LOUISVILLE, Ky. — For years, it’s been felt and not talked about; but mental health and PTSD are real issues, especially for our first responders.
In Kentucky, calls for change have largely fallen on deaf ears. Last year, a bill to expand worker’s compensation protections for first responders with PTSD failed to gain traction in the legislature. Kentucky lawmakers are trying again this year.
In other states, like Florida, bills that recognize mental injury have become law. Florida State Representative Matt Willhite—a first responder himself—was instrumental in getting it passed in 2018. He said the tragic school shooting in Parkland helped put the issue in perspective for other legislators.
Willhite now advocates for other states to adopt similar laws.
“Let’s not forget, these first responders are our constituents as well,” Representative Willhite said. “Let’s make sure they’re in the game, they’re on the job, they’re doing the right thing, and they’re able to take care of that person in need when they call 911.
“It’s an obligation of the state of Kentucky to take care of their first responders.”
Willhite said cities in Florida were concerned about the additional costs these added protections could mean. He knows that cities in Kentucky may be having similar doubts now.
Still, he said that the costs so far have been lower than the state’s projections (and far lower than the cities’ much higher projections), and added that fear of cost shouldn’t stop communities from supporting the men and women who support them.
The concerns of cost, though, can mean that first responders fall through the cracks even after mental injury laws are in place. Rob Ravndal, a retired firefighter and paramedic in Nebraska, reached out to WHAS11 to share his story.
Ravndal spent more than two decades as a first responder, and said he worked very hard to keep a clear boundary between the stresses of his work and his stability at home. One call, though, ended up being too much.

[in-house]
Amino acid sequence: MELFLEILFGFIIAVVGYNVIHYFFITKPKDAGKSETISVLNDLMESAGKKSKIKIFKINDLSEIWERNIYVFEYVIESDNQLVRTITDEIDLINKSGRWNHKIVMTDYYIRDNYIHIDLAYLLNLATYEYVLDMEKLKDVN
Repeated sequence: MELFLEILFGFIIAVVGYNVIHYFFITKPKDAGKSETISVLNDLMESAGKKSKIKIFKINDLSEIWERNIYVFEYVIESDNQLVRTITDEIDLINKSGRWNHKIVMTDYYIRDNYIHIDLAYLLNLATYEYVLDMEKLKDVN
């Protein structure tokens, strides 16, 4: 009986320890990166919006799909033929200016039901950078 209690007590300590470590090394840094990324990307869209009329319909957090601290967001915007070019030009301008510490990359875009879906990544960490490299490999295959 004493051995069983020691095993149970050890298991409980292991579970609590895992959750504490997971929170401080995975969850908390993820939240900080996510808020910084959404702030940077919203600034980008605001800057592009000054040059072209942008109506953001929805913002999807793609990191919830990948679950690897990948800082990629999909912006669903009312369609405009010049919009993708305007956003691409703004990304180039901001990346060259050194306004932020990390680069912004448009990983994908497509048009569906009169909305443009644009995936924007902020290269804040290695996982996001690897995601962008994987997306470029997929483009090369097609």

“I responded to a 3-year-old child that drowned in a swimming pool,” Ravndal told us. “And that call—I guess I don’t know how to say it other than I knew that call was different probably that day, even.”
Nightmares and emotional breakdowns quickly followed. Ravndal began to wonder whether he was still fit to take on his duties as a first responder; but, he didn’t want to hang up his helmet just yet.
Under Nebraska state law, he was entitled to worker’s compensation protections, meaning he could take the time off to get the help he needed. Ravndal said his fire department was supportive of his desire to take medical leave and seek help, but his city was not.
“In fact, my city had no problem even denying that the law existed,” Ravndal said. “Even when I presented them with the law and the transcripts from the legislature, there still was no interested whatsoever in backing it at all.”
After 18 months of suffering and struggle, Ravndal was out of paid time off and decided retirement was the best option he had. Since then, he has made it his mission to advocate for other first responders, hoping they won’t have to make the same choice between their mental health and the career they love.
“If I’m going to come out and say I need help, and then get financially ruined in the process, we’re not going to come out and ask for help,” Ravndal said. “If we want to end the stigma, we have to treat those with mental injuries the same as we treat those with physical injuries, and that means worker’s comp coverage for it.”
You can see more of our Stressed Into Silence series here.